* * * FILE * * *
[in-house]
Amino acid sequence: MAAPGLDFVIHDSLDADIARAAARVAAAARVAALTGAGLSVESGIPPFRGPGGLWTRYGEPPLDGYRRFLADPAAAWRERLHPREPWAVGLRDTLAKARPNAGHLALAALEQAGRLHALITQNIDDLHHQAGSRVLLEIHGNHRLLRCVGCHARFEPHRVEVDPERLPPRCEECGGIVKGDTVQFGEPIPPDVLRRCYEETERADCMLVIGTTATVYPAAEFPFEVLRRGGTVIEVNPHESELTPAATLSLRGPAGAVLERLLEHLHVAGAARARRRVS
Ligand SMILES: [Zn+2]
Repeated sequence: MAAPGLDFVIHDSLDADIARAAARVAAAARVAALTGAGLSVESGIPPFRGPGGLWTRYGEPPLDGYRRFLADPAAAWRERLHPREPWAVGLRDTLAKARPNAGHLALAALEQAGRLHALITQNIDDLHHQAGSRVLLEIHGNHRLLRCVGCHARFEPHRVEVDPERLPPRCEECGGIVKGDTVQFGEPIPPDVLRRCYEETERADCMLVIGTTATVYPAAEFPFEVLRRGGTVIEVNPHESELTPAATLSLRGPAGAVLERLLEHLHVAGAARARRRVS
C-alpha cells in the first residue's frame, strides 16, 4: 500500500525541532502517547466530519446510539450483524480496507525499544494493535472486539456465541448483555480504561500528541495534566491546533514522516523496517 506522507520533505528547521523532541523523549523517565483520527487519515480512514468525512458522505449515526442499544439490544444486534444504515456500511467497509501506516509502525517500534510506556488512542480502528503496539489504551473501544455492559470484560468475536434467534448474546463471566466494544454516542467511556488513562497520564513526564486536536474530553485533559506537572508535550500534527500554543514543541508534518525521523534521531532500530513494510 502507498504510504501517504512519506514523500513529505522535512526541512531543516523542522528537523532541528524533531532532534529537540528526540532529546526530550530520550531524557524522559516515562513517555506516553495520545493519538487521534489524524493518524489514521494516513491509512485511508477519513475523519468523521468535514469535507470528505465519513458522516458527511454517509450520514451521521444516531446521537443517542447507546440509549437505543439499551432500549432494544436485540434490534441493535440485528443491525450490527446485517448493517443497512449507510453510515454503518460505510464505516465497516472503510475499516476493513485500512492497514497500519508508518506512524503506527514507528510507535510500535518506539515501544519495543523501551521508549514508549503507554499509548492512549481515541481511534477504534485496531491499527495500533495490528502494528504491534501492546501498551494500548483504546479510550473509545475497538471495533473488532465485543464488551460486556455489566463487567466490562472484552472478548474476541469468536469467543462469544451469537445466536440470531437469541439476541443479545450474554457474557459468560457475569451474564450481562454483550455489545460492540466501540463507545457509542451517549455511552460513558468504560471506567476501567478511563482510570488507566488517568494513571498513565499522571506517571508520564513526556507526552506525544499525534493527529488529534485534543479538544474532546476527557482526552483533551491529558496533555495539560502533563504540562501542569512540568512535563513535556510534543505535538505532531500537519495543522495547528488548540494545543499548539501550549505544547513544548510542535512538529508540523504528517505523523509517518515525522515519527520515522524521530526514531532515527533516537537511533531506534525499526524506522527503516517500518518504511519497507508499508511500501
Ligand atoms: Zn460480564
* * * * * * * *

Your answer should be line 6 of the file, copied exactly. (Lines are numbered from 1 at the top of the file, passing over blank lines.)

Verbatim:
Ligand atoms: Zn460480564